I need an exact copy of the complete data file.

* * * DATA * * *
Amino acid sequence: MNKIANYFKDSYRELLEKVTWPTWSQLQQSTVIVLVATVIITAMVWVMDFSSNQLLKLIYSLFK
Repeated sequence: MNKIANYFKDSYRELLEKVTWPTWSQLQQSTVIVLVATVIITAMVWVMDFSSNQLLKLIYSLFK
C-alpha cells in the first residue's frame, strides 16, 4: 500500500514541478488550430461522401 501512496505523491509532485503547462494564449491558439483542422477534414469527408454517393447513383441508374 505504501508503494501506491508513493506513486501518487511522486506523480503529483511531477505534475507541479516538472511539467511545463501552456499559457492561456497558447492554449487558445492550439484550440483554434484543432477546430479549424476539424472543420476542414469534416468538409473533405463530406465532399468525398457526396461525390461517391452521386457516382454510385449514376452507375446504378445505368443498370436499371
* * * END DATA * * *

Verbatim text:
Amino acid sequence: MNKIANYFKDSYRELLEKVTWPTWSQLQQSTVIVLVATVIITAMVWVMDFSSNQLLKLIYSLFK
Repeated sequence: MNKIANYFKDSYRELLEKVTWPTWSQLQQSTVIVLVATVIITAMVWVMDFSSNQLLKLIYSLFK
C-alpha cells in the first residue's frame, strides 16, 4: 500500500514541478488550430461522401 501512496505523491509532485503547462494564449491558439483542422477534414469527408454517393447513383441508374 505504501508503494501506491508513493506513486501518487511522486506523480503529483511531477505534475507541479516538472511539467511545463501552456499559457492561456497558447492554449487558445492550439484550440483554434484543432477546430479549424476539424472543420476542414469534416468538409473533405463530406465532399468525398457526396461525390461517391452521386457516382454510385449514376452507375446504378445505368443498370436499371